MMI Ontology Creation Guidance


To make it easier to work with marine science data, the MMI project wants to standardize the way we work with that data. MMI strongly encourages the effective use of interoperable metadata, including well defined vocabularies. Well-defined vocabularies simplify data publishing, discovery, documentation, and accessibility. Vocabularies are complex because they can be found in different organization systems and formats. A common model or format to express controlled vocabularies facilitates interoperability among information systems (See more about harmonization here). The common format selected by MMI is OWL.

Ontology creation guidelines

As noted above, vocabularies are found in many different formats. Sometimes their terms are categorized (grouped or organized, perhaps in a hierarchy) and sometimes they are not. Selections of what should be a class (a general group of terms) or instance (a specific term) is sometimes not trivial. Here we present the technique we are using for the MMI project.

An OWL ontology is composed basically of classes, properties and individuals. (Here is classic tutorial about ontologies.) These will be addressed in the following sections: what should be a class, a property and an individual when constructing marine ontologies from existing vocabularies.

Selection of classes

A class is a term that represents a category of individuals. For example: Marine-Variables is a class that can help categorize marine terms. The original terms are available in some kind of format. A source for a class name from different encodings is shown in the table bellow. For example, in GCMD the term 'variable' is a category, while in BODC the term 'parameter' is a category. These group names are expressed as a class in an OWL ontology.

Encoding Source for class
Plain list Title (heading) of the list
Table Title of the table
XML file Element tag
RDBS Name of the table (If the term and its attributes are stored in a table)
UML Name of the class (If the term and its attributes are stored in a class)

Selection of individuals (instances)

The terms in a vocabulary that are not the main categories are said to be individuals. You can ask the following question to determine whether an individual is the appropriate type: Is the proposed instance a member of the class? For example, we can say that "iron is a member of the class elements", so iron is an instance, while elements is a class.

Selection of individuals' properties

Each individual has its own collection of properties in the ontology. For example, an individual will have a short-name, id, definition, date of creation, author, and similarly descriptive characteristics. These properties could be data-type properties or object properties.

data-type property (owl:datatypeProperty)
If the value the property can take (the range of the property's values) is a number or string
object property (owl:objectProperty)
If the value a property can take is another resource (another URI)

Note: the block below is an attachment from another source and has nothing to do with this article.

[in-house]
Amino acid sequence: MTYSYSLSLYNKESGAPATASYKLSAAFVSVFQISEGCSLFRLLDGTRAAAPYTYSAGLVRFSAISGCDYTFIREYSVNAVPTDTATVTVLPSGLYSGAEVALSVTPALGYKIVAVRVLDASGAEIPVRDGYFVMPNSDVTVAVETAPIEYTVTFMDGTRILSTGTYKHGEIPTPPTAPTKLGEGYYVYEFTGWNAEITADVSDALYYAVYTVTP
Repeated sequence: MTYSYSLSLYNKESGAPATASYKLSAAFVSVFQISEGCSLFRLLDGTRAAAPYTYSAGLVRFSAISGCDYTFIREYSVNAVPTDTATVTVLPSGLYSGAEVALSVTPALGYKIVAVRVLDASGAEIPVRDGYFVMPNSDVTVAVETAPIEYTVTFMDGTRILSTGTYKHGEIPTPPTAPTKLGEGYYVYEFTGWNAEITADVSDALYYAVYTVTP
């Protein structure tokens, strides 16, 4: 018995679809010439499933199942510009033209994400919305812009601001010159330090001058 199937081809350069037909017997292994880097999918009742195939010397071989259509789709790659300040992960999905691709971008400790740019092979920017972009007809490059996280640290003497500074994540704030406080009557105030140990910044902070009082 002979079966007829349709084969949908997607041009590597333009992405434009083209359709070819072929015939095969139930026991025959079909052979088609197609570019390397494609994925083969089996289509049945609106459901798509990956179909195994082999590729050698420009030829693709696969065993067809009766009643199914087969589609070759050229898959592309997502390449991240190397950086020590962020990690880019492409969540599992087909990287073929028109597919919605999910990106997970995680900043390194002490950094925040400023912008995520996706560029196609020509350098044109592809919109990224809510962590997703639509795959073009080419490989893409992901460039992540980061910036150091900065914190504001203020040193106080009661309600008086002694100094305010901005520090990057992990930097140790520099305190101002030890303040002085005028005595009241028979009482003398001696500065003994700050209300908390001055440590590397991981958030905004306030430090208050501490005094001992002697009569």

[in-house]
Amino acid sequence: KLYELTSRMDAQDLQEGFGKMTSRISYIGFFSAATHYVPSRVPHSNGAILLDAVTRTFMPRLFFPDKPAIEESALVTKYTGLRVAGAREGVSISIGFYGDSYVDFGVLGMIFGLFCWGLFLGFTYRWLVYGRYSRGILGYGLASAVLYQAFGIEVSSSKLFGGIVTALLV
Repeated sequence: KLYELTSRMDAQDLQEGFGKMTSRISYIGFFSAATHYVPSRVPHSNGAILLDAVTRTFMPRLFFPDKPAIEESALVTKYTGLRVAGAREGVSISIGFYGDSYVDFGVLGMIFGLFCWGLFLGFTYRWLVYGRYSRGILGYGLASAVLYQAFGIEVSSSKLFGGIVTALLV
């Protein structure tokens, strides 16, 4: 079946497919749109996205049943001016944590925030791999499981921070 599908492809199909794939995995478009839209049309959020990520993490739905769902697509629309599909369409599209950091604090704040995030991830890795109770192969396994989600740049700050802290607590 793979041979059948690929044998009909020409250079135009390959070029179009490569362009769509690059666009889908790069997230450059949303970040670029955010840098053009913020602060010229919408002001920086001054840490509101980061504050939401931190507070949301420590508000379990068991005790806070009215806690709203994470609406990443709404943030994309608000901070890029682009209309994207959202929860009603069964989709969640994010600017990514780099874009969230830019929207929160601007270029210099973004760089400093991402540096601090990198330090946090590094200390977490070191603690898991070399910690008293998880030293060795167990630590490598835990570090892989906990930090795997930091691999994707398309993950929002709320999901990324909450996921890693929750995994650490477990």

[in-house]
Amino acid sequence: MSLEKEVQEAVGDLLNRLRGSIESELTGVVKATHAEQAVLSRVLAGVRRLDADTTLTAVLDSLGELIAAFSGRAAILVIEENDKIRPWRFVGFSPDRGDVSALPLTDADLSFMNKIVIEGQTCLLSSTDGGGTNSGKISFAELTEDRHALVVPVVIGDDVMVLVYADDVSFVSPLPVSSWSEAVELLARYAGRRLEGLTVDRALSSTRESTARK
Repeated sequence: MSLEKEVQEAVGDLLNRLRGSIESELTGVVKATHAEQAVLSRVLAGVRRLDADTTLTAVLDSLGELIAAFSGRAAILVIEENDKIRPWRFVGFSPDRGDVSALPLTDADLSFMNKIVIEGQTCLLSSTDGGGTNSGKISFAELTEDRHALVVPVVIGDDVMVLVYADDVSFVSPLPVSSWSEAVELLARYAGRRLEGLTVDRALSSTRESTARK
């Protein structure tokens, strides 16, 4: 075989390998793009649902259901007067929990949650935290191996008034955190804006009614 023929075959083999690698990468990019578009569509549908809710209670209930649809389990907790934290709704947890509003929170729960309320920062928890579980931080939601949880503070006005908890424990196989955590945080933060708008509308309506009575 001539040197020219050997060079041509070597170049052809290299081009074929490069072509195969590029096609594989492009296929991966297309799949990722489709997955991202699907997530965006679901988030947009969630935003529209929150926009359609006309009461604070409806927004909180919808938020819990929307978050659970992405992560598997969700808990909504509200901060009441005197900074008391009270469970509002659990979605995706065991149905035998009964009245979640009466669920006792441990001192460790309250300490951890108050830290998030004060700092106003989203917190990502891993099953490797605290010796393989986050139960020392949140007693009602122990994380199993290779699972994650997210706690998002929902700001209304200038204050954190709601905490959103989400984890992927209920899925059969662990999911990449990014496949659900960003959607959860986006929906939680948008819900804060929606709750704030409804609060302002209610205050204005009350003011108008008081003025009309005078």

Attributes of the vocabularies are mapped to properties in OWL. To select the properties in OWL, the following sources can de identified: 1) Owl built-in properties, 2) Dublin Core properties, 3) Other properties.

OWL built-in properties (they also include RDF properties) are the first choice when selecting a label attribute of a term. For example, an OWL built in property is (rdfs:comment). For a complete list look at the OWL Appendix C reference. Dublin Core properties are good because of their wide acceptance, tools support (e.g. OWL and JENA), and compatibility with RDF. The third source of properties is other properties, which includes any arbitrary given label. If using OWL, these properties will have a unique namespace to avoid semantic conflicts.

A fast approach to create an ontology from an available vocabulary is to mimic the attributes of the term in the original source as data-type properties in OWL (Third approach); however at MMI we want to map terms across ontologies and do something useful with this mapping, like getting to know what units they have and trying to plot them. For this reason we have selected a minimum number of properties that a vocabulary should have.

The properties and the name used for the source of these properties are explained below. In the following list Def stands for definition and Map stands for the property name in the ontology. An x before a colon denotes that any namespace can be used, or in other words, that it is an arbitrary property. The minimum suggested set of properties are:

Unique identifier
Def: Unique identifier conforming to XML names specifications.
Map: rdf:ID
Original Unique identifier
Def: Original unique identifier of the vocabulary. Is the original label that will be used to query the system. A valid XML name is not necessary.
Map: rdfs:label
Def: Definition of the term.
Map: Two strategies:
  • dc:description(preferred)
  • rdf:comment
Def: Units of the term
Map: Two strategies:
  • Use units only as a string value of an owl:datatypeProperty
  • Create a class to store the units as individuals and link each term of the vocabulary to a unit using an owl:ObjectProperty, as follows:
    1. Create a Class (rdf:Class) named here: x:unitTypes.
    2. Create individuals for this class, based on the original units of the vocabulary. For this the units should be transformed into valid XML names.
    3. Store the original unit values in a field. This is an owl:datatypeProperty named here x:originalUnits.
    4. Create an owl:objectProperty named x:hasUnit, whose domain is the class created and whose range is the x:unitTypes